It all began with a cough, and then came the unrelenting fatigue, until one mini-camp practice, during which Quessenberry felt like he was going to pass out. Texans' trainer Geoff Kaplan knew it was more than a cold and suggested further testing. Had Quessenberry waited any longer, the fluid in his lungs threatened to drown him. Instead, round eight of chemo begins on this day, Nov. 13, with a 24-hour drip of methotrexate. Each round typically lasts 21 days. He spends five in the hospital, then goes home to recover.
A nurse enters, wearing a mask for his safety, with medication he needs. Quessenberry makes a game out of this.
"Test me," he says.
"Sodium bicarbonate," she says, and he correctly guesses it helps settle his stomach.
"What about Diamox?" she says. Of that one, he isn't sure. (It's used to combat kidney damage.)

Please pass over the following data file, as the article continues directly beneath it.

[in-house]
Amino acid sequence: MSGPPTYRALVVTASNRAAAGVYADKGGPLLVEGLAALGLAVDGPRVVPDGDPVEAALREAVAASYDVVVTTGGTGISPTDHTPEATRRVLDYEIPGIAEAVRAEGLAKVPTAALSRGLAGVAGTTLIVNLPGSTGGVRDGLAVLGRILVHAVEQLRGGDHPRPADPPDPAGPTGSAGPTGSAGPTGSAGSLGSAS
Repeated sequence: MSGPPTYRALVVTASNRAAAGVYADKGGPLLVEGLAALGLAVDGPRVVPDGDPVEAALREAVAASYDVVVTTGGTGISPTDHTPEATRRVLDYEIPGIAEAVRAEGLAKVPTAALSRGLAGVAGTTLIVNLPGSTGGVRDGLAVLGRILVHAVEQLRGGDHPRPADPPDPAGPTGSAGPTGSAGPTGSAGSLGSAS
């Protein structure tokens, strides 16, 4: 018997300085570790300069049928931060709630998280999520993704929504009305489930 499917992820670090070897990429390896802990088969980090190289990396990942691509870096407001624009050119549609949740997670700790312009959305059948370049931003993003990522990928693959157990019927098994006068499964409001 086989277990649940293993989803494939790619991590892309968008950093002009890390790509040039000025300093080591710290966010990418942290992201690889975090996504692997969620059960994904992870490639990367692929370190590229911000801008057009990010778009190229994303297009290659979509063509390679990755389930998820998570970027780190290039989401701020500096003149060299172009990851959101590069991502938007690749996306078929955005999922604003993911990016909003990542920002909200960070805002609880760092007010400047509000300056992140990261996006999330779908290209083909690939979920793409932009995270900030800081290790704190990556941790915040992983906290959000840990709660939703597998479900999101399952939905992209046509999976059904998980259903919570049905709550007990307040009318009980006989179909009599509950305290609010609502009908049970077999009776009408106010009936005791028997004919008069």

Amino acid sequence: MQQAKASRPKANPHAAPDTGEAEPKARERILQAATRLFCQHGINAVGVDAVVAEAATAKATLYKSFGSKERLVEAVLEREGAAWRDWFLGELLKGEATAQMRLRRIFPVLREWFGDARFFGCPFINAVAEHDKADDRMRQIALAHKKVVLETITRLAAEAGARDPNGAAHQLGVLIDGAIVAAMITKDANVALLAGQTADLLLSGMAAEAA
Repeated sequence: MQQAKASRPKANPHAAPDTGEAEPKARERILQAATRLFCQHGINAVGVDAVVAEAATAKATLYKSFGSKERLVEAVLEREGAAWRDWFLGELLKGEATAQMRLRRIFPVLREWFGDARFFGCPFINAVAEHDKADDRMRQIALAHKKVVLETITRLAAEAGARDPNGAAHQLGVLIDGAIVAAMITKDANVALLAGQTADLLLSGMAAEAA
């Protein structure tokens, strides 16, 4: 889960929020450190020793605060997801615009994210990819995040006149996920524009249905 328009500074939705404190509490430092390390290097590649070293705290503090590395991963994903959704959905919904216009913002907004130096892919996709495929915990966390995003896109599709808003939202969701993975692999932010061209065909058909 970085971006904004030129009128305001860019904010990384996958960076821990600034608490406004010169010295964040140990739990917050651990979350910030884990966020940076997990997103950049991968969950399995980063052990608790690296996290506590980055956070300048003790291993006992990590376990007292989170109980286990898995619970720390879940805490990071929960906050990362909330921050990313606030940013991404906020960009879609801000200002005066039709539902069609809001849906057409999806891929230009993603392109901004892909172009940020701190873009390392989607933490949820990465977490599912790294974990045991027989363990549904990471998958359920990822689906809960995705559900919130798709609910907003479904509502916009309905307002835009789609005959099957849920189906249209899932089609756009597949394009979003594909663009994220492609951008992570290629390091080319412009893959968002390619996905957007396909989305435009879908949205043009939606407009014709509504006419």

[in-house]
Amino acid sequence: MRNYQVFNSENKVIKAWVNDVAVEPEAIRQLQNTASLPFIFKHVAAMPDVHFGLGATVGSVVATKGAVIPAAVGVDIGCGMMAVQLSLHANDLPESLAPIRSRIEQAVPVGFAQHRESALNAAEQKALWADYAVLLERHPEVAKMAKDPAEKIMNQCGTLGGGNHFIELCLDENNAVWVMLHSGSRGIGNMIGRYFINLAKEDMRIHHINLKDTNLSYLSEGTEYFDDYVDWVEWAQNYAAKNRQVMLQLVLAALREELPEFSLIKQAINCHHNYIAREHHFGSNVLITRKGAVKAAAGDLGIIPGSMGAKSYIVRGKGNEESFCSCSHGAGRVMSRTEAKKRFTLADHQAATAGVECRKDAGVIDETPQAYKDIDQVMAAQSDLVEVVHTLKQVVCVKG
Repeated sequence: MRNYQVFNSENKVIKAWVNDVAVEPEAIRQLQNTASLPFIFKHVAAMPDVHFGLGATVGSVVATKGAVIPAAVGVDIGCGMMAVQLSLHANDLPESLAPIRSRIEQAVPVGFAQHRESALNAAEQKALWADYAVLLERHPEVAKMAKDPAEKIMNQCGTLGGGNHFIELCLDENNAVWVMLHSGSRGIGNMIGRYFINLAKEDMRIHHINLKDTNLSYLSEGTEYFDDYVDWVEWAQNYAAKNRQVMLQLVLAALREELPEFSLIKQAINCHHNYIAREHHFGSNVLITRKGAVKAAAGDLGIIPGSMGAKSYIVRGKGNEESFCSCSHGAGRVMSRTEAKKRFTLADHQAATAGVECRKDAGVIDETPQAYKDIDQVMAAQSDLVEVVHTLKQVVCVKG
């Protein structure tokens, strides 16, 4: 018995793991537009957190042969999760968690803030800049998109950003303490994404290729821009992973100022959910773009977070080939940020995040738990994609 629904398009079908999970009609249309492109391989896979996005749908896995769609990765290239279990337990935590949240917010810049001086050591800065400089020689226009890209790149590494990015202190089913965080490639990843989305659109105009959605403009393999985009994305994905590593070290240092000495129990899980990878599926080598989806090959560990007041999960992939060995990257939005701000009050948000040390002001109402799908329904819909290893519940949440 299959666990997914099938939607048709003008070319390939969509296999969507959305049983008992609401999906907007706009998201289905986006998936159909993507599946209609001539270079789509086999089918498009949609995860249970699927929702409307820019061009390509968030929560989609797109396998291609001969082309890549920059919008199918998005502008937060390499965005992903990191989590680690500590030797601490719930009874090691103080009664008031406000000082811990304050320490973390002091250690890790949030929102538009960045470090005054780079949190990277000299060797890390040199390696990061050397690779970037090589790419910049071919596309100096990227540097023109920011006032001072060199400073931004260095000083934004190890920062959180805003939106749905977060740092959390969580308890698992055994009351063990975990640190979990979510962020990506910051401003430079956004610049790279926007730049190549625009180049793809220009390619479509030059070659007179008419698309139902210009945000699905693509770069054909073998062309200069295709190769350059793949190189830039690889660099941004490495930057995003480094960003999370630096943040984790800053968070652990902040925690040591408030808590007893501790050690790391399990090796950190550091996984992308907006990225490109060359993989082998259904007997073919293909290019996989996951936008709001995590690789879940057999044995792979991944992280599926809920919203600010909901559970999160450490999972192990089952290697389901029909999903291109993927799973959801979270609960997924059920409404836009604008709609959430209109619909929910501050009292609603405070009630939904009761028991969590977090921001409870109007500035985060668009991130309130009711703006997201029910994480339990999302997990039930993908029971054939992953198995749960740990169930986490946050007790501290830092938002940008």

An IV bag drips the yellow methotrexate into the tubes connected to the PICC line. It's the most trying of all the chemotherapy -- as he says: "Methotrexate is like, 'Oh crap.'"
It won't really start to hit him until tomorrow -- or the next day, if he's lucky.
Three other clear bags hang with the methotrexate, working to protect him from the chemo that helps much more than it hurts, but it hurts a lot. They call this the tree of life. As Quessenberry watches a sports report about the Browns -- one about the Texans' new starting quarterback Ryan Mallett is coming up soon -- it starts to beep frantically. One of the lines is bent. It's an easy fix but a reminder that the process for destroying cancer while keeping him safe requires constant vigilance.
The chemo continues into his veins as Quessenberry unplugs the IVs and rolls the contraption over to a chair so he can put on shoes.
He has split his treatments between MD Anderson in Houston and a hospital in his hometown of San Diego. There, for rounds three and four, he was confined to his floor. Here, he can roam the hospital.
He rolls it out of his room and down the hall, past a man wearing a hospital gown, while towing his own set of IV bags. Quessenberry doesn't wear the hospital gown. He instead opts for his team-issued military appreciate gear: an army-green hooded sweatshirt with a camouflage ribbon and a Texans logo sewn onto the front.